Location: Lafayette Oregon

Belden, Helena Jane – Obituary

La Grande, Union County, Oregon Mrs. Helena Belden Dies at Age of 78 Helena Jane Belden, 78, for many years a resident of Union county, died Sunday, in her home, 2403 North Depot street, after a short illness. She was born October 12, 1886, in LaFayette, Yamhill County. Survivors include one son, Charles Fredrick Belden of La Grande, one foster daughter, Mrs. Helen Sandoz of Portland and other relatives. Funeral services will be held at 2:00 p.m. Thursday in the Snodgrass funeral Home with Rev. Floyd White officiating. Burial will be in the Masonic cemetery beside her husband who died five months ago. La Grande Evening Observer, Union County, Oregon, December 26, 1944 Page 5 Contributor: Sue...

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Biography of Mrs. C. B. Cary

MRS. C.B. CARY. – This refined woman and intelligent lady, one of our earliest pioneers, comes of one of the old Virginia families of English or Cavalier origin; whose members, in the early days of the Old Dominion, took and held an advanced social position. She was born at Richmond in 1815, and at the age of four moved to Kentucky with her father, William Taylor. In 1831 she was married to Miles S. Cary, one of the pioneer sons of Kentucky, with his full share of southern chivalrousness and western energy. In 1835 they moved to Missouri, and were prospered in their efforts to make a home and carry on business. In the winter of 1842, however, their attention was called to the advantages of Oregon by a neighbor of theirs, a certain Squire Vivian, a merchant, who, on a visit to St. Louis on business, had found a pamphlet on Oregon written by Doctor Whitman, and was so much impressed by the value and possibilities of that country as there described that he determined to go thither the coming summer. The Carys, reading the document, also formed the same purpose. The Squire was unable to accomplish the design owing to the sickness of his wife; but the Cary’s collected their all into wagons and early in the spring of 1843, set out for the rendezvous on the...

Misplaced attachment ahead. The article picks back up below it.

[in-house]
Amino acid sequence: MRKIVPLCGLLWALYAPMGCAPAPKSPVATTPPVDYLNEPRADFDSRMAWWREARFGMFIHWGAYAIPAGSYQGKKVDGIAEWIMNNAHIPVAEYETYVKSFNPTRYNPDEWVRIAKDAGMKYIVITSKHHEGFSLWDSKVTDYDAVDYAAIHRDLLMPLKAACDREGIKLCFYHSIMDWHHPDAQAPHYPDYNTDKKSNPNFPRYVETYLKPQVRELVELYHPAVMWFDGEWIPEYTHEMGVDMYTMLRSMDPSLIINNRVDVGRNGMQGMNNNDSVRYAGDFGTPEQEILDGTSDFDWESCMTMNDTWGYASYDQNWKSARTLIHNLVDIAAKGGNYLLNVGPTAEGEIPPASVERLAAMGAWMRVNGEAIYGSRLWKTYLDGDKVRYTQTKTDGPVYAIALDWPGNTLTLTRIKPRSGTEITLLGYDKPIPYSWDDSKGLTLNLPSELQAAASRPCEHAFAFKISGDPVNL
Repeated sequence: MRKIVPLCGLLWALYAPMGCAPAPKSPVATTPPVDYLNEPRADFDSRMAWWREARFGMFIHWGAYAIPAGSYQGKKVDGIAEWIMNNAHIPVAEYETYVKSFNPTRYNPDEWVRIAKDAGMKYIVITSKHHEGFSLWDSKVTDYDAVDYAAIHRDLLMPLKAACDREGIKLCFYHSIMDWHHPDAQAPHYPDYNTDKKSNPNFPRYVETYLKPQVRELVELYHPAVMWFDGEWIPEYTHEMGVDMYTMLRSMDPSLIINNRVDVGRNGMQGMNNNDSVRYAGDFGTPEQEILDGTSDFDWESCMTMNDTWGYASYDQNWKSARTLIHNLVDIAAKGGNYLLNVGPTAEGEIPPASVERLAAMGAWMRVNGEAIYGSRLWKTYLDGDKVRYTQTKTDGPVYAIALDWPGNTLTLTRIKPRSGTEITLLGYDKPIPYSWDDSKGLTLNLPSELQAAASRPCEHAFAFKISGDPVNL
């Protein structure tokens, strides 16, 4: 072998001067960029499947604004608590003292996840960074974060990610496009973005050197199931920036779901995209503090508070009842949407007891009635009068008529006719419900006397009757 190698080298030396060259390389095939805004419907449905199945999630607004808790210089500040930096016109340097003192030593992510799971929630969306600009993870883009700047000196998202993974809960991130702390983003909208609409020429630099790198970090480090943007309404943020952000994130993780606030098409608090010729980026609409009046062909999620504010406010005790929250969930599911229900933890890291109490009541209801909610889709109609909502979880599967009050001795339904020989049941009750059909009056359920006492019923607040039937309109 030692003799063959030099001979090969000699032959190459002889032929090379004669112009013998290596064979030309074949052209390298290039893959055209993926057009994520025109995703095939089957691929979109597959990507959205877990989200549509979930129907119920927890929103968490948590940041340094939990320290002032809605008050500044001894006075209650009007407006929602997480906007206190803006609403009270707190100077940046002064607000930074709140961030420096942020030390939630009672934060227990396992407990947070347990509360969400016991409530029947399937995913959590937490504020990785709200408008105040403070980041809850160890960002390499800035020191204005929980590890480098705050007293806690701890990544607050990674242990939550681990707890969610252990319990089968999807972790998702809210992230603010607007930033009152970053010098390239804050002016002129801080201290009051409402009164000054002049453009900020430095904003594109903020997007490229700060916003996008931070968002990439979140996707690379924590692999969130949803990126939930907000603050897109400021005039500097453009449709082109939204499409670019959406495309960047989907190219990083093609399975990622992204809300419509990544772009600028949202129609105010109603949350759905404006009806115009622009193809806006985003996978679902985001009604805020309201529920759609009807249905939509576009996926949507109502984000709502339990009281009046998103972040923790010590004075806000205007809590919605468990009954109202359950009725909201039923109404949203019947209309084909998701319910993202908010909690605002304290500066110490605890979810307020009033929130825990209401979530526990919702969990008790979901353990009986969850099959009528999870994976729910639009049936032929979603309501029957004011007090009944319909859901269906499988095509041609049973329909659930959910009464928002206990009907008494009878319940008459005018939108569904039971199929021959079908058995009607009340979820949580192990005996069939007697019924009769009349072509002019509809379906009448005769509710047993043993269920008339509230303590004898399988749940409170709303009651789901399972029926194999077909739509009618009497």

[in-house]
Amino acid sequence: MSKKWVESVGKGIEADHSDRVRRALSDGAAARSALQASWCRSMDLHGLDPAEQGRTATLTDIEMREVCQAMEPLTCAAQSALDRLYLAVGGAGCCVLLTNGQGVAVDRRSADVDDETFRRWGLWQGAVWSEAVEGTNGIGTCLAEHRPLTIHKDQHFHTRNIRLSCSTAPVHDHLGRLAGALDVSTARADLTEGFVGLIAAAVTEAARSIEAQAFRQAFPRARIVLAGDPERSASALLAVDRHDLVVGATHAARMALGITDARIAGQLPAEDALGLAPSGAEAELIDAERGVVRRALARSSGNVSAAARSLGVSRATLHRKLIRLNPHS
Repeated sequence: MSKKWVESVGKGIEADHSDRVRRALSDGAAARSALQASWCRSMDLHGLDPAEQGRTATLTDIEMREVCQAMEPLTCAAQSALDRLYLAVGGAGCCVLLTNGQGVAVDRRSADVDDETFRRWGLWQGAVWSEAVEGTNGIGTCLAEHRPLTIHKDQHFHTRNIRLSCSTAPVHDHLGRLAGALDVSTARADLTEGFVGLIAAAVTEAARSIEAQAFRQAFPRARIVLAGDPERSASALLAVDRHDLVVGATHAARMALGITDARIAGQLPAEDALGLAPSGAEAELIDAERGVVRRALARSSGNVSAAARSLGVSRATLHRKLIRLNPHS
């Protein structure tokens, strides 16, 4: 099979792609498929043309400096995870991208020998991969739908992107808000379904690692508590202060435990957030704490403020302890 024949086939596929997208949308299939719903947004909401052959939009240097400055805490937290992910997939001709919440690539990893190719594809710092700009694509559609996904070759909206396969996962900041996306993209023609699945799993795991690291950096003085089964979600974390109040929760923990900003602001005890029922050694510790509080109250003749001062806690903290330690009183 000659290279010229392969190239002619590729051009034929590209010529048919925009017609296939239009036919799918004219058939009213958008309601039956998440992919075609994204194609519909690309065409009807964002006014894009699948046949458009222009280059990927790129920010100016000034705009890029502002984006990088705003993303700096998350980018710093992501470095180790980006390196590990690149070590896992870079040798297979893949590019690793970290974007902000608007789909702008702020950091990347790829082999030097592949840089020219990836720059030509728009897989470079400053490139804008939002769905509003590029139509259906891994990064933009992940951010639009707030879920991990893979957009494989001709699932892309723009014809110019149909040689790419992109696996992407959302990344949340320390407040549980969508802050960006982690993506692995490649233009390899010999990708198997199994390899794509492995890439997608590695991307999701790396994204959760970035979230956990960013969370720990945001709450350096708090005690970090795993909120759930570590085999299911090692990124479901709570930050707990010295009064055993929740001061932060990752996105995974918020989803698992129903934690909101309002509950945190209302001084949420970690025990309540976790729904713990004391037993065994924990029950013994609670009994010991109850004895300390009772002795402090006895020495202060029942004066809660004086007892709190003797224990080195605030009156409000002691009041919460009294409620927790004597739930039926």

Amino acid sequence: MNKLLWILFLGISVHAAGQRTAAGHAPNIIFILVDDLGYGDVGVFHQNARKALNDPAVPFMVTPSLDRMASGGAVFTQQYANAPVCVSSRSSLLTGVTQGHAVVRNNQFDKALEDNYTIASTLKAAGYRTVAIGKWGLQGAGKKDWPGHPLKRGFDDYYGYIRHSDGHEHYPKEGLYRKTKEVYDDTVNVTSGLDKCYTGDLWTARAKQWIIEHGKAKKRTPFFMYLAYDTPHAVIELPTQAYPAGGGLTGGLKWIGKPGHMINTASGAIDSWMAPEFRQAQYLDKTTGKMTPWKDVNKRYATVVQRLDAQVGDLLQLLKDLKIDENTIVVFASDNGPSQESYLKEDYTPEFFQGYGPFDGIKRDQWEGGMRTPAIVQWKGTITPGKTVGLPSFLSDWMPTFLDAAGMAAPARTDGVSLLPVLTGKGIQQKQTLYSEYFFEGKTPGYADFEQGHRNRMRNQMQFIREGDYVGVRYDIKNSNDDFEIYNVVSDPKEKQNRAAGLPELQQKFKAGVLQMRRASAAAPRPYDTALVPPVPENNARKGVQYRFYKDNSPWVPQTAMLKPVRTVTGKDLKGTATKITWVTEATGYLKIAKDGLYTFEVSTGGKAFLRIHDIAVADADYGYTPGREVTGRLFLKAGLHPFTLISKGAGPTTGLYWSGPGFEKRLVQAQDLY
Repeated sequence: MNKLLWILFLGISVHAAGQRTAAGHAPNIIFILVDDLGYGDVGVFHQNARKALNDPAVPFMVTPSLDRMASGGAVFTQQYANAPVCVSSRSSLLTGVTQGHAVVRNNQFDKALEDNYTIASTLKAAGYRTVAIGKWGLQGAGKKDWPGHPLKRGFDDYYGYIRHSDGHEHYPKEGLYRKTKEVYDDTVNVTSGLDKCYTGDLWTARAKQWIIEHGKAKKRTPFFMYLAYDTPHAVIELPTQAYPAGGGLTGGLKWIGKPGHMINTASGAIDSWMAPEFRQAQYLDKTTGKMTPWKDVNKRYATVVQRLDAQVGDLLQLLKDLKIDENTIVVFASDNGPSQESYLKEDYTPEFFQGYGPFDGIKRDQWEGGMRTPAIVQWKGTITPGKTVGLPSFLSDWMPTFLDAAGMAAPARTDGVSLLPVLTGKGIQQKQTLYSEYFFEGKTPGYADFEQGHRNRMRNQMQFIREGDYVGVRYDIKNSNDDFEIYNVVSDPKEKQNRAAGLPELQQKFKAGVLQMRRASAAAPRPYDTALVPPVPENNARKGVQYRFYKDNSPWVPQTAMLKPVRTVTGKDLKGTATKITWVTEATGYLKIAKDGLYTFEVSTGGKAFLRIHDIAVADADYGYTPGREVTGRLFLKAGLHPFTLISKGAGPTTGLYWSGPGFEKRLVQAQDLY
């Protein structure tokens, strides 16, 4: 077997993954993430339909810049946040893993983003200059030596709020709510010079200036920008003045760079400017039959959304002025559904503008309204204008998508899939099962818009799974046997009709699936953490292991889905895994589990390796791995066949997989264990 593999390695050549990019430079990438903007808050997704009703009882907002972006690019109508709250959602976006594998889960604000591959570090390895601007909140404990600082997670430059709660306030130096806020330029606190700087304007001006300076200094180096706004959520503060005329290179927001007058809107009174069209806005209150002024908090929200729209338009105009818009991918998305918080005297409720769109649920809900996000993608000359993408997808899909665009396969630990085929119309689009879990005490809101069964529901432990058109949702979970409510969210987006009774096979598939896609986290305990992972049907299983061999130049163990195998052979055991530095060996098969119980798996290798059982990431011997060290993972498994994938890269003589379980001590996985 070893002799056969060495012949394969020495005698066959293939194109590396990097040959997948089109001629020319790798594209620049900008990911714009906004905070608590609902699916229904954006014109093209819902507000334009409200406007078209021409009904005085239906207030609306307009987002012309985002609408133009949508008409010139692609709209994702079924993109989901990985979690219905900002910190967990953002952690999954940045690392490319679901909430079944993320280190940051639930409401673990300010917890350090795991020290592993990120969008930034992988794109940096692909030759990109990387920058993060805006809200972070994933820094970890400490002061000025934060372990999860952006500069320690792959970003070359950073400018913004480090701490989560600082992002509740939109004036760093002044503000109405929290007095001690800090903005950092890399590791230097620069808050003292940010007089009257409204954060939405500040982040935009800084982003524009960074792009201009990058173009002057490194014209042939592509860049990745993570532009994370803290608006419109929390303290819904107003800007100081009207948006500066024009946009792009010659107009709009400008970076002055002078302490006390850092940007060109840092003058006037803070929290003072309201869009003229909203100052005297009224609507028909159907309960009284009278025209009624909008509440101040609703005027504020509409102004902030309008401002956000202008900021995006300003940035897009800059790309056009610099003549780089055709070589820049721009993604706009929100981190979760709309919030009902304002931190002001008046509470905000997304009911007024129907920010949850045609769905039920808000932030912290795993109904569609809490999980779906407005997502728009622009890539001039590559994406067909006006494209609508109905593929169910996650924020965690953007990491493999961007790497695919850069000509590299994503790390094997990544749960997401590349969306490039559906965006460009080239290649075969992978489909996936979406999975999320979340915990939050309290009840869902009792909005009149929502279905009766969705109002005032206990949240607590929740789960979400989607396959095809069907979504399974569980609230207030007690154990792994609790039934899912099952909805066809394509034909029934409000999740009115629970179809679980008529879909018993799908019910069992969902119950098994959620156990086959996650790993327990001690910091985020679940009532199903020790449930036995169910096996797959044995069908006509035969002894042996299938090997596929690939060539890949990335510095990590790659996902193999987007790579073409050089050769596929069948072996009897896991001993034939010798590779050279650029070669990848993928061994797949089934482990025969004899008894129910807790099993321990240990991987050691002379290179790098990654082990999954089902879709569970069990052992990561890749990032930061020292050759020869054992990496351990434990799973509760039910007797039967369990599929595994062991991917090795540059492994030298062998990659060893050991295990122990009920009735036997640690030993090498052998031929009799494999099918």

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Biography of Mrs. Mary E. Burbank

MRS. MARY E. BURBANK. – The wife of Honorable A.R. Burbank was born near Milford, Delaware, January 14, 1827, and is the daughter of Jesse E. and Ellen Eckles. While but a child of sixteen months, she was bereft of her mother by death, and was intrusted to the care of her sable nurse until three years old. At this date she moved with her father and his family of three daughters and two sons to the far West, crossing the Alleghany Mountains in wagons, and settling at Clarkesburgh, Ohio, in the fall of 1830, residing there five years. As the Eden of their expectations had not been reached, this place was left for amore distant seat in Illinois; and a settlement was made upon a farm near Naples. Here she was afflicted by the death of her father, which occurred June 17, 1837; and she was left to the care of her sisters. At the age of seventeen she was united in marriage to Augustus R. Burbank, the ceremony being celebrated May 1, 1845, at the town of Jacksonville, by the Reverend Chancey Hoberts, at the house of Hicholas and Ann Milburn, – parents of Reverend W.M. Milburn, “the blind man eloquent,” and so often chaplain in Congress. She resided six years of her married life in Naples, and spent two years at Bloomington, Illinois. With her husband...

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Biography of Hon. A. R. Burbank